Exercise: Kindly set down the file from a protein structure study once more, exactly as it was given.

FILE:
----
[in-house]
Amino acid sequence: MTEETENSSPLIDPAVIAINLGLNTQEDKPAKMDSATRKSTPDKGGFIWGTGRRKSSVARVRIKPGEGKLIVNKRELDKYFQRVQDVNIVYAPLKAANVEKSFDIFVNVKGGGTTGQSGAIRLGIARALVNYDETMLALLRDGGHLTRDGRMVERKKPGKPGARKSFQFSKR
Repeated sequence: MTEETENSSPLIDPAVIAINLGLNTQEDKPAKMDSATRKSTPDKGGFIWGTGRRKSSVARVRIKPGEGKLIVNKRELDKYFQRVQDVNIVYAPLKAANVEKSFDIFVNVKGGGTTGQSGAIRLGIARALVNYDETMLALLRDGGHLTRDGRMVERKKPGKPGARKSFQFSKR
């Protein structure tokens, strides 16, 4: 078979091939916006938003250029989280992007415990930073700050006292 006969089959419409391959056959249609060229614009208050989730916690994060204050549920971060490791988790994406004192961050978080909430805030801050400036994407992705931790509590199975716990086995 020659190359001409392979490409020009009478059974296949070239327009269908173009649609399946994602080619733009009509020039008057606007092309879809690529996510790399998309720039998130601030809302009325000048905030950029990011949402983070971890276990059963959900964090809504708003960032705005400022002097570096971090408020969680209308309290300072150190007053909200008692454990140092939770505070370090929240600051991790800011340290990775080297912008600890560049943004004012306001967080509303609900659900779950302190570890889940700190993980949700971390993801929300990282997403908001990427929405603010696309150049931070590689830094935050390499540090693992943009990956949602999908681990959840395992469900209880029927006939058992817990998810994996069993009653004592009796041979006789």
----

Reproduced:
[in-house]
Amino acid sequence: MTEETENSSPLIDPAVIAINLGLNTQEDKPAKMDSATRKSTPDKGGFIWGTGRRKSSVARVRIKPGEGKLIVNKRELDKYFQRVQDVNIVYAPLKAANVEKSFDIFVNVKGGGTTGQSGAIRLGIARALVNYDETMLALLRDGGHLTRDGRMVERKKPGKPGARKSFQFSKR
Repeated sequence: MTEETENSSPLIDPAVIAINLGLNTQEDKPAKMDSATRKSTPDKGGFIWGTGRRKSSVARVRIKPGEGKLIVNKRELDKYFQRVQDVNIVYAPLKAANVEKSFDIFVNVKGGGTTGQSGAIRLGIARALVNYDETMLALLRDGGHLTRDGRMVERKKPGKPGARKSFQFSKR
């Protein structure tokens, strides 16, 4: 078979091939916006938003250029989280992007415990930073700050006292 006969089959419409391959056959249609060229614009208050989730916690994060204050549920971060490791988790994406004192961050978080909430805030801050400036994407992705931790509590199975716990086995 020659190359001409392979490409020009009478059974296949070239327009269908173009649609399946994602080619733009009509020039008057606007092309879809690529996510790399998309720039998130601030809302009325000048905030950029990011949402983070971890276990059963959900964090809504708003960032705005400022002097570096971090408020969680209308309290300072150190007053909200008692454990140092939770505070370090929240600051991790800011340290990775080297912008600890560049943004004012306001967080509303609900659900779950302190570890889940700190993980949700971390993801929300990282997403908001990427929405603010696309150049931070590689830094935050390499540090693992943009990956949602999908681990959840395992469900209880029927006939058992817990998810994996069993009653004592009796041979006789």